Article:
I’ve had visible scars on my left forearm for 14 years (scars left from nonsuicial self-injury). NSSI was my coping method of choice in my early 20’s. The short story, I was coping with unresolved emotions from abuse in my childhood. The long story, is in my book, Discovering My Scars.
The first few years, I covered the scars in different ways whenever I was in public:
I did so because:
As the years went by, I slowly stopped covering the scars, but was still very conscious to keep my arm out of full view.
One day when I was training a customer at the Apple store, I clearly remember having to point at something on the screen (which was abnormal, as we were taught to use words only to help customers learn the Mac). My scars were in full view, and he took the opportunity to say, “Why did you try to do that? You’re not going to do it again, right?”
His assumption about my scars was not 100% clear, but I took it as him thinking the scars were the result of a failed suicide attempt. I don’t remember what happened next, but I remember the feeling in that moment. I felt shame, embarrassed, judged, misunderstood, scolded, and exposed.
I continued to be very conscious of my scars, as the fear of being exposed and judged had now actually happened, and I never wanted that feeling again.
When Mom and I started making DIY videos on YouTube (Mother Daughter Projects), nine years after the scars appeared, I again became very aware of my scars.
When we filmed, if I noticed my scars were in full view, I would change my position. If my scars happen to be very visible in a photo for the tutorial on our website, I would blur them out in photoshop.
At that point, I had done a lot of work on the issues that led to my NSSI, and was not ashamed of my scars anymore. The removal of my scars was for the comfort of our viewers. We didn’t want our audience to be distracted by my arm, and not be able to focus on the project. I was not overly concerned about the questions that might come, although I think that was Mom’s biggest concern.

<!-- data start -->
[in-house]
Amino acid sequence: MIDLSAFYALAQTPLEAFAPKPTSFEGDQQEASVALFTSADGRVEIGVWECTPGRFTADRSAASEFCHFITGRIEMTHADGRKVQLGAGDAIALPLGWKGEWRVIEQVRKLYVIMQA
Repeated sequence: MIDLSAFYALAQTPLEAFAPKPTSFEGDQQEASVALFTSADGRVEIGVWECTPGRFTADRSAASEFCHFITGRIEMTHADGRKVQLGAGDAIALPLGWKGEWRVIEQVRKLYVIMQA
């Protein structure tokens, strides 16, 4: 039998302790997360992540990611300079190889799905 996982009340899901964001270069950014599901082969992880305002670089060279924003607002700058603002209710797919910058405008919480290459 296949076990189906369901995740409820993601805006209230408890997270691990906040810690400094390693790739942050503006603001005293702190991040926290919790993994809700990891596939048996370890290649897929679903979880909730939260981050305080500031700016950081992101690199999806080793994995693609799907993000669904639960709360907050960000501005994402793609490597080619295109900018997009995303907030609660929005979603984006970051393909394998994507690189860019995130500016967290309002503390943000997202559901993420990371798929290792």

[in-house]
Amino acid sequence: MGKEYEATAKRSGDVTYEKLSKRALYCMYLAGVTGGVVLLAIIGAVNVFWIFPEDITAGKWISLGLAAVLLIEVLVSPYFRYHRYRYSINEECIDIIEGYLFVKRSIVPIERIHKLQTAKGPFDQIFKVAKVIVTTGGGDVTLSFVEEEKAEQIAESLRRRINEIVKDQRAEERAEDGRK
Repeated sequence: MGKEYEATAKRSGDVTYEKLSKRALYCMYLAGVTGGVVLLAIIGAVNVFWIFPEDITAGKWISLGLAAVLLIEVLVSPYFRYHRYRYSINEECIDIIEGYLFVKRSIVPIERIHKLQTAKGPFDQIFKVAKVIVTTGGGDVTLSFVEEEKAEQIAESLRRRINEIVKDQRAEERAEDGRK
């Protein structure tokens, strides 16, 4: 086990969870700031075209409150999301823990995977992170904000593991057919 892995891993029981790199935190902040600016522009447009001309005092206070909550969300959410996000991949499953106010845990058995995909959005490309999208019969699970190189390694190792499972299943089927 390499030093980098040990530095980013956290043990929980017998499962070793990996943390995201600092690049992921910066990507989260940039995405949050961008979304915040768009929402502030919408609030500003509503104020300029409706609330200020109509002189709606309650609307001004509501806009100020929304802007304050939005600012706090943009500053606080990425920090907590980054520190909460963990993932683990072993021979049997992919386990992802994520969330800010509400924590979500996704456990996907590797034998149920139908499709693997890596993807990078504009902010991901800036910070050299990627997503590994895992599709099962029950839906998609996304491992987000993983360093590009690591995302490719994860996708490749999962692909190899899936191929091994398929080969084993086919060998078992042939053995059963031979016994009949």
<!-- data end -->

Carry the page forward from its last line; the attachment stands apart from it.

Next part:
If asked, I did want a good answer. I didn't want to be blindsided like I was by the customer years before. I really wanted to explore the subject of my scars, and not just give a quick response (or even delete a question altogether), so I continued to blur my scars.
But in the back of my mind, I knew I would write my story one day. I knew I would tell the story of how the scars appeared, the events that lead up to them, and the healing and recovery that happened after. I knew one day I would not feel the need to blur that part of me anymore.
And three years ago, I did start writing my story. Discovering My Scars is now available for all to read!
In this week’s project on Mother Daughter Projects, there happens to be a picture that shows my scars in full view. I saw it, and my first thought was I needed to blur it. And then the thought went away. My story is out there. I no longer need to hide, I no longer need to fear, and I no longer want to blur any part of me.
And hey, bring on the comments/questions about my scars. They give me a great opportunity to share about my memoir!